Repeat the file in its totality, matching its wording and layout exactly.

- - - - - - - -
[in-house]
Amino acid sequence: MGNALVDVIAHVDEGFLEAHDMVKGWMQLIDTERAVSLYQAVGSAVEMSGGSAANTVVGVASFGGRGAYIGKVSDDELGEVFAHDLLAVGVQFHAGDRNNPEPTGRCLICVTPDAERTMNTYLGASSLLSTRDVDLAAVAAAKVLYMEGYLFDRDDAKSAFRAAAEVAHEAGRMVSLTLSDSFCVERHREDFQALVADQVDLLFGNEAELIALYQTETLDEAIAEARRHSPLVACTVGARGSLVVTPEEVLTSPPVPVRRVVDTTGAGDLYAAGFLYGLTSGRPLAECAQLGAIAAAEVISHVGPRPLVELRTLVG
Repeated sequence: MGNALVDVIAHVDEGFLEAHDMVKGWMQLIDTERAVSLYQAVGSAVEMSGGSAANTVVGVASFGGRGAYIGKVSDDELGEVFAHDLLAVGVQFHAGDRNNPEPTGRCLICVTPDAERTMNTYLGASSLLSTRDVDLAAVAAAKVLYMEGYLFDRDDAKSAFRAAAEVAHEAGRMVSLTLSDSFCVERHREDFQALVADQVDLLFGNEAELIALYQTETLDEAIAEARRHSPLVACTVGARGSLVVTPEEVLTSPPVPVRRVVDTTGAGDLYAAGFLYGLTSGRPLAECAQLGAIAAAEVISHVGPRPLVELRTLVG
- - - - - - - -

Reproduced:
[in-house]
Amino acid sequence: MGNALVDVIAHVDEGFLEAHDMVKGWMQLIDTERAVSLYQAVGSAVEMSGGSAANTVVGVASFGGRGAYIGKVSDDELGEVFAHDLLAVGVQFHAGDRNNPEPTGRCLICVTPDAERTMNTYLGASSLLSTRDVDLAAVAAAKVLYMEGYLFDRDDAKSAFRAAAEVAHEAGRMVSLTLSDSFCVERHREDFQALVADQVDLLFGNEAELIALYQTETLDEAIAEARRHSPLVACTVGARGSLVVTPEEVLTSPPVPVRRVVDTTGAGDLYAAGFLYGLTSGRPLAECAQLGAIAAAEVISHVGPRPLVELRTLVG
Repeated sequence: MGNALVDVIAHVDEGFLEAHDMVKGWMQLIDTERAVSLYQAVGSAVEMSGGSAANTVVGVASFGGRGAYIGKVSDDELGEVFAHDLLAVGVQFHAGDRNNPEPTGRCLICVTPDAERTMNTYLGASSLLSTRDVDLAAVAAAKVLYMEGYLFDRDDAKSAFRAAAEVAHEAGRMVSLTLSDSFCVERHREDFQALVADQVDLLFGNEAELIALYQTETLDEAIAEARRHSPLVACTVGARGSLVVTPEEVLTSPPVPVRRVVDTTGAGDLYAAGFLYGLTSGRPLAECAQLGAIAAAEVISHVGPRPLVELRTLVG